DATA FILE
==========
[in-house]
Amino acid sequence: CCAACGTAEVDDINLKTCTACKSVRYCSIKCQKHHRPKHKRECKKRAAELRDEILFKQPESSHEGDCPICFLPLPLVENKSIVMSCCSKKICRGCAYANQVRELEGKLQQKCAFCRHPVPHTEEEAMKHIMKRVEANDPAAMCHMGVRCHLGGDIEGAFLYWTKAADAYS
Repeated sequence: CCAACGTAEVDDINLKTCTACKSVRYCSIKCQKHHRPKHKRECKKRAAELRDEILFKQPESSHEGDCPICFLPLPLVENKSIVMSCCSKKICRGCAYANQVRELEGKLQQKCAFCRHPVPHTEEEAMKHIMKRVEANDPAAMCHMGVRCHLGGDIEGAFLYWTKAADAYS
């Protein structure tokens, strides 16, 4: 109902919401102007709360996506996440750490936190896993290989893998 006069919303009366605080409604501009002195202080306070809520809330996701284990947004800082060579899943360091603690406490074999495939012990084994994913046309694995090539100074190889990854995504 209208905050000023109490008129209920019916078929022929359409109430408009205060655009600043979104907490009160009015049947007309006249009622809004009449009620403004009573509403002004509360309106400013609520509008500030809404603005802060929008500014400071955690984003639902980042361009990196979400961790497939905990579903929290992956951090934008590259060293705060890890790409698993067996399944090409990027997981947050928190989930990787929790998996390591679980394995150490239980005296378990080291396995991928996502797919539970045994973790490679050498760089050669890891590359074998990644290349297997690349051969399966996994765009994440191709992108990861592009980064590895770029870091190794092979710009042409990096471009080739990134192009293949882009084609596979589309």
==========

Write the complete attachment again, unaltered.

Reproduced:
[in-house]
Amino acid sequence: CCAACGTAEVDDINLKTCTACKSVRYCSIKCQKHHRPKHKRECKKRAAELRDEILFKQPESSHEGDCPICFLPLPLVENKSIVMSCCSKKICRGCAYANQVRELEGKLQQKCAFCRHPVPHTEEEAMKHIMKRVEANDPAAMCHMGVRCHLGGDIEGAFLYWTKAADAYS
Repeated sequence: CCAACGTAEVDDINLKTCTACKSVRYCSIKCQKHHRPKHKRECKKRAAELRDEILFKQPESSHEGDCPICFLPLPLVENKSIVMSCCSKKICRGCAYANQVRELEGKLQQKCAFCRHPVPHTEEEAMKHIMKRVEANDPAAMCHMGVRCHLGGDIEGAFLYWTKAADAYS
């Protein structure tokens, strides 16, 4: 109902919401102007709360996506996440750490936190896993290989893998 006069919303009366605080409604501009002195202080306070809520809330996701284990947004800082060579899943360091603690406490074999495939012990084994994913046309694995090539100074190889990854995504 209208905050000023109490008129209920019916078929022929359409109430408009205060655009600043979104907490009160009015049947007309006249009622809004009449009620403004009573509403002004509360309106400013609520509008500030809404603005802060929008500014400071955690984003639902980042361009990196979400961790497939905990579903929290992956951090934008590259060293705060890890790409698993067996399944090409990027997981947050928190989930990787929790998996390591679980394995150490239980005296378990080291396995991928996502797919539970045994973790490679050498760089050669890891590359074998990644290349297997690349051969399966996994765009994440191709992108990861592009980064590895770029870091190794092979710009042409990096471009080739990134192009293949882009084609596979589309």